With Gov. Phil Murphy expected to announce this week the road map for reopening New Jersey’s schools this fall, the man likely to be tasked with presenting the plan — outgoing education commissioner, Lamont Repollet — won’t be around long to execute it.
The state Department of Education last week said Repollet will be staying on another month before taking the helm as president of Kean University. That moves his departure date to the end of July.
But questions swirl as to who his successor will be, churning up more questions and uncertainties.
The administration has another month to come up with Repollet’s successor, a process that so far has been closely guarded, with more rumors to chase than hard leads.
And it also leaves the state education department deeper in limbo just as it will play a critical role in what is an unprecedented time for education.
Adding to the challenge is the fact that the department is also losing two of its top leaders under Repollet. Assistant commissioner Linda Eno, maybe Repollet’s highest-profile lieutenant on academic issues, announced her departure last month. Assistant commissioner Abdul Saleem Hassan, who oversaw field services, is moving on to be superintendent of East Orange.
Murphy remains tight-lipped
On Thursday at his daily press briefing, Murphy provided little new light about what happens next. “When we do have an update (on the process), we’ll be sure to get it to you,” he said in response to a question from NJ Spotlight.
But he did provide some clues when expounding on Repollet, saying his background as a former teacher and principal in Carteret and then superintendent in Asbury Park were and remain qualities he is looking for.
“Lamont has been a great leader, and both his professional life story and in the personal life story matter a lot,” Murphy said Thursday.
“He was someone who has classroom experience, which I think is always really important. He was someone who had seen increasing management responsibility, so not just classroom experience but also a principal and ultimately superintendent in Asbury Park, where he and I first met.”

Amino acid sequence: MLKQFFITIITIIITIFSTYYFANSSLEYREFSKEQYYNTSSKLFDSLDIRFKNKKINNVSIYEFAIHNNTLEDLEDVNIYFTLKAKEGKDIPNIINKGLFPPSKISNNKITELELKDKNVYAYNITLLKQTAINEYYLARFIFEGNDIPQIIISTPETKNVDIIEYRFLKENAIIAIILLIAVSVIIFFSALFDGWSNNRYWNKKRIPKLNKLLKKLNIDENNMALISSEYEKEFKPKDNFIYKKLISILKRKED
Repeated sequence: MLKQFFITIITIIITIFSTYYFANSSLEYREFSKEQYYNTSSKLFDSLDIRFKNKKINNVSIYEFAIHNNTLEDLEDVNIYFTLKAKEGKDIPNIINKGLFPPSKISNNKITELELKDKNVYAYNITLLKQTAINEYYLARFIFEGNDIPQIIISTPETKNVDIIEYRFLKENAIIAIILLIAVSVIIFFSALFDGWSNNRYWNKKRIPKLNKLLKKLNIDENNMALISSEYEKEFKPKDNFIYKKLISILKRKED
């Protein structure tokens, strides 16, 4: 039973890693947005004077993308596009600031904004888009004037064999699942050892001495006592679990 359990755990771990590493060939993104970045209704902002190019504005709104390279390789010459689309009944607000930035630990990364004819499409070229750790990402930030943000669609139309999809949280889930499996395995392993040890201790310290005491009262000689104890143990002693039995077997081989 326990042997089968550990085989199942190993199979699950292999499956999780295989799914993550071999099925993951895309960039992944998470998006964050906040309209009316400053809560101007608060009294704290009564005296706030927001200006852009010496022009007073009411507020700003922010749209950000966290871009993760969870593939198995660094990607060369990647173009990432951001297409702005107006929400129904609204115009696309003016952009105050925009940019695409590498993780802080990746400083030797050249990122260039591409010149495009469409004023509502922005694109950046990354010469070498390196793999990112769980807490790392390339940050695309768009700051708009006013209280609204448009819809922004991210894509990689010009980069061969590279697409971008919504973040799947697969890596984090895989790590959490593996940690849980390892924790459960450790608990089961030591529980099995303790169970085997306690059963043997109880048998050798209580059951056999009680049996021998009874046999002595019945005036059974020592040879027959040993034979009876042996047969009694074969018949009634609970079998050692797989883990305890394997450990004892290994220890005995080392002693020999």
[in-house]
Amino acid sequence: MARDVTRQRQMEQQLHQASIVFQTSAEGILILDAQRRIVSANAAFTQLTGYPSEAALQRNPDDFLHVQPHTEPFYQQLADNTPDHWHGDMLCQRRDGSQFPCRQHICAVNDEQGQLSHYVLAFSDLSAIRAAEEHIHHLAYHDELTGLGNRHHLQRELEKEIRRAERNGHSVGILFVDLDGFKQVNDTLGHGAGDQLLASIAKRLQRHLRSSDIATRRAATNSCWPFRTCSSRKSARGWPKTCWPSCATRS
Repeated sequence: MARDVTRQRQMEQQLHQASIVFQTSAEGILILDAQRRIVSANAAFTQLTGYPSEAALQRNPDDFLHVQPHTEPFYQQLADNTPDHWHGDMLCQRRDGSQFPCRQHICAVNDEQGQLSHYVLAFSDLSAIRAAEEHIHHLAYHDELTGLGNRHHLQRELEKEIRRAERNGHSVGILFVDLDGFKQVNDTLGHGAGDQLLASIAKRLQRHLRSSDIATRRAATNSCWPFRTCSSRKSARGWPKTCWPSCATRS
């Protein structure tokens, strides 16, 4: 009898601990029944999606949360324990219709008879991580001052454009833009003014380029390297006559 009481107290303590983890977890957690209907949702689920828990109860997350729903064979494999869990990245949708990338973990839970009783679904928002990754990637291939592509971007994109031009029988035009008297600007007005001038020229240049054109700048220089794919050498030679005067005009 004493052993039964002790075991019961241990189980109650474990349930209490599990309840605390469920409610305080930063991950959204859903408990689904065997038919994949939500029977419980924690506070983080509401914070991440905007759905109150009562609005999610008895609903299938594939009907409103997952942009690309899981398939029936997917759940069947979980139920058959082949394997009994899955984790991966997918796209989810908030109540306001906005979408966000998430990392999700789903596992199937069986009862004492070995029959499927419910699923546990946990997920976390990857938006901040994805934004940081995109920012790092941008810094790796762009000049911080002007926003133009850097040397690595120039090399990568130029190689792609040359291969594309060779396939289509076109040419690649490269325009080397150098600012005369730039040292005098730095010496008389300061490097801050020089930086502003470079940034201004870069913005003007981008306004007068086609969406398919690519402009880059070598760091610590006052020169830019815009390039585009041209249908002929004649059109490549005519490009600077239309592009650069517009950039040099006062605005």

“His life story, both professional and personal, is a model for us,” Murphy said.
Still, the general answer did little to quell the rumors about who will fill the bill. Various stakeholders reached over the past few days said there has not been much shared from the administration about its process for finding Repollet’s successor.
The list of names being circulated — what one dubbed an “echo chamber” of rumors — included current superintendents of both urban and suburban districts, as well as countywide ones.
Several names suggested for interim commissioner have also been mentioned from within the department. An intriguing one is Cary Booker, the U.S. senator’s brother, who now leads the early childhood office. Eno and Hassan might have been possible finalists for the job, too — that is, before their announced departures.
Rumor mill keeps grinding
Repollet emailed a statement Friday that he chose to stay another month so the department would have a smooth transition.
“My decision to stay on at the Department through July was driven by the fact that I simply want to make sure the job is complete before I move on,” he said. “I’ve worked alongside New Jersey’s educators and school leaders for more than 20 years. These are my colleagues and my friends, and we’ve all been working through the greatest health crisis of our time. So I want to leave office knowing that I’ve done what I can to ensure they have the tools and resources they need to continue providing a quality education to their students.”
The question marks come with the territory, according to veterans of gubernatorial commissioner searches.
“They usually play this pretty close to the vest, so this is not that unusual,” said Richard Bozza, executive director of the state’s superintendents association. “Last time around, who would have thought Lamont?”
Still, Bozza was among those who said the continuity of leadership from the state is critical at this time, and he hoped it would be resolved soon. The departure of Eno and Hassan, among others, only adds more flux. “For districts, (the assistant commissioners) played a big role, and that’s a pretty big vacuum to fill,” he said.
Others said the two-month gap between Repollet’s announcement that he is leaving and his successor being named is unusual. David Hespe twice served as the state education commissioner, under former Govs. Christie Whitman and Chris Christie, and he said in an interview that a seamless transition is critical — and typically well-choreographed.
“It’s always been very systematic of announcing one person is leaving and the next person is coming in at the same time,” he said. “Maybe there is good reason (for the gap), but if there was ever a point we want a continuity and public confidence in the transition, it may be now.”
All agreed the next commissioner will surely have an enormous job ahead, whoever he or she is. Sen. Teresa Ruiz, the influential chair of the Senate education commission, said she doesn’t envy the eventual pick.
“Whoever assumes that responsibility, they will have a great burden on their shoulders,” she said.